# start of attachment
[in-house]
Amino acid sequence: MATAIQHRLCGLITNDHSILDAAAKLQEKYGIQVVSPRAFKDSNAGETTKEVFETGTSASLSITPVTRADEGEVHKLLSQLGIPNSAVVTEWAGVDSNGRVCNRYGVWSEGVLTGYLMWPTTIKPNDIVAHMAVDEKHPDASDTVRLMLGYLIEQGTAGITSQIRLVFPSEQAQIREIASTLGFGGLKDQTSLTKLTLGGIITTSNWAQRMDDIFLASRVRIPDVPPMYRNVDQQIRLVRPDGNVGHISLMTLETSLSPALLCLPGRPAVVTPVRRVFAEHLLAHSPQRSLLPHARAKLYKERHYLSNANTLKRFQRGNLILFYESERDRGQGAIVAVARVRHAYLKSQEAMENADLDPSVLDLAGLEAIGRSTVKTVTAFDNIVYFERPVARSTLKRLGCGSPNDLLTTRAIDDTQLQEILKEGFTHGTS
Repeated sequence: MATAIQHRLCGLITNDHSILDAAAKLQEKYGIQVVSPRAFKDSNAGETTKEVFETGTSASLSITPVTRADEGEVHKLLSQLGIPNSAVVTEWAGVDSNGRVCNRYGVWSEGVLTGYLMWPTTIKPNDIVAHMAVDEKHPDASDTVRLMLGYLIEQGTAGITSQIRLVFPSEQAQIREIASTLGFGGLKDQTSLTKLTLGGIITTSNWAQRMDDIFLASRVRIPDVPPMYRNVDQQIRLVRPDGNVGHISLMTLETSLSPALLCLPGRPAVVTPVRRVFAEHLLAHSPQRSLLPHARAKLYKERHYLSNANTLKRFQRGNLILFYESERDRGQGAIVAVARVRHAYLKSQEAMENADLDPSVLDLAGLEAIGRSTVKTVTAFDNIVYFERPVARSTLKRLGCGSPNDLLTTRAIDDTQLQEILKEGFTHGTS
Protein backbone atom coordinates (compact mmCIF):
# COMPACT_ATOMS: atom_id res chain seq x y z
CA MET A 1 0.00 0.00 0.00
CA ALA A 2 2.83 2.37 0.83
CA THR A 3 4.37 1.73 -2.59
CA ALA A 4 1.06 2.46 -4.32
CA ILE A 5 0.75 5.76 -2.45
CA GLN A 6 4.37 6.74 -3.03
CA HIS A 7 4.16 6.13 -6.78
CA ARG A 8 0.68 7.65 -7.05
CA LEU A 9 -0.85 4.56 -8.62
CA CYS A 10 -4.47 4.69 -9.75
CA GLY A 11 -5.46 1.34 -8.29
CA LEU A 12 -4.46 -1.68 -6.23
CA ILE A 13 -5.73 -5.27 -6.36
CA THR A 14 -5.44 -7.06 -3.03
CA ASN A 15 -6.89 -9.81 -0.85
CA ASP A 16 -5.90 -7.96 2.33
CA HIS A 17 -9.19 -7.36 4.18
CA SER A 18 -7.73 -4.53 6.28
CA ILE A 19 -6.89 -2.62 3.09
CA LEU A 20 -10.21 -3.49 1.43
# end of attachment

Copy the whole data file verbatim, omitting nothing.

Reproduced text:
[in-house]
Amino acid sequence: MATAIQHRLCGLITNDHSILDAAAKLQEKYGIQVVSPRAFKDSNAGETTKEVFETGTSASLSITPVTRADEGEVHKLLSQLGIPNSAVVTEWAGVDSNGRVCNRYGVWSEGVLTGYLMWPTTIKPNDIVAHMAVDEKHPDASDTVRLMLGYLIEQGTAGITSQIRLVFPSEQAQIREIASTLGFGGLKDQTSLTKLTLGGIITTSNWAQRMDDIFLASRVRIPDVPPMYRNVDQQIRLVRPDGNVGHISLMTLETSLSPALLCLPGRPAVVTPVRRVFAEHLLAHSPQRSLLPHARAKLYKERHYLSNANTLKRFQRGNLILFYESERDRGQGAIVAVARVRHAYLKSQEAMENADLDPSVLDLAGLEAIGRSTVKTVTAFDNIVYFERPVARSTLKRLGCGSPNDLLTTRAIDDTQLQEILKEGFTHGTS
Repeated sequence: MATAIQHRLCGLITNDHSILDAAAKLQEKYGIQVVSPRAFKDSNAGETTKEVFETGTSASLSITPVTRADEGEVHKLLSQLGIPNSAVVTEWAGVDSNGRVCNRYGVWSEGVLTGYLMWPTTIKPNDIVAHMAVDEKHPDASDTVRLMLGYLIEQGTAGITSQIRLVFPSEQAQIREIASTLGFGGLKDQTSLTKLTLGGIITTSNWAQRMDDIFLASRVRIPDVPPMYRNVDQQIRLVRPDGNVGHISLMTLETSLSPALLCLPGRPAVVTPVRRVFAEHLLAHSPQRSLLPHARAKLYKERHYLSNANTLKRFQRGNLILFYESERDRGQGAIVAVARVRHAYLKSQEAMENADLDPSVLDLAGLEAIGRSTVKTVTAFDNIVYFERPVARSTLKRLGCGSPNDLLTTRAIDDTQLQEILKEGFTHGTS
Protein backbone atom coordinates (compact mmCIF):
# COMPACT_ATOMS: atom_id res chain seq x y z
CA MET A 1 0.00 0.00 0.00
CA ALA A 2 2.83 2.37 0.83
CA THR A 3 4.37 1.73 -2.59
CA ALA A 4 1.06 2.46 -4.32
CA ILE A 5 0.75 5.76 -2.45
CA GLN A 6 4.37 6.74 -3.03
CA HIS A 7 4.16 6.13 -6.78
CA ARG A 8 0.68 7.65 -7.05
CA LEU A 9 -0.85 4.56 -8.62
CA CYS A 10 -4.47 4.69 -9.75
CA GLY A 11 -5.46 1.34 -8.29
CA LEU A 12 -4.46 -1.68 -6.23
CA ILE A 13 -5.73 -5.27 -6.36
CA THR A 14 -5.44 -7.06 -3.03
CA ASN A 15 -6.89 -9.81 -0.85
CA ASP A 16 -5.90 -7.96 2.33
CA HIS A 17 -9.19 -7.36 4.18
CA SER A 18 -7.73 -4.53 6.28
CA ILE A 19 -6.89 -2.62 3.09
CA LEU A 20 -10.21 -3.49 1.43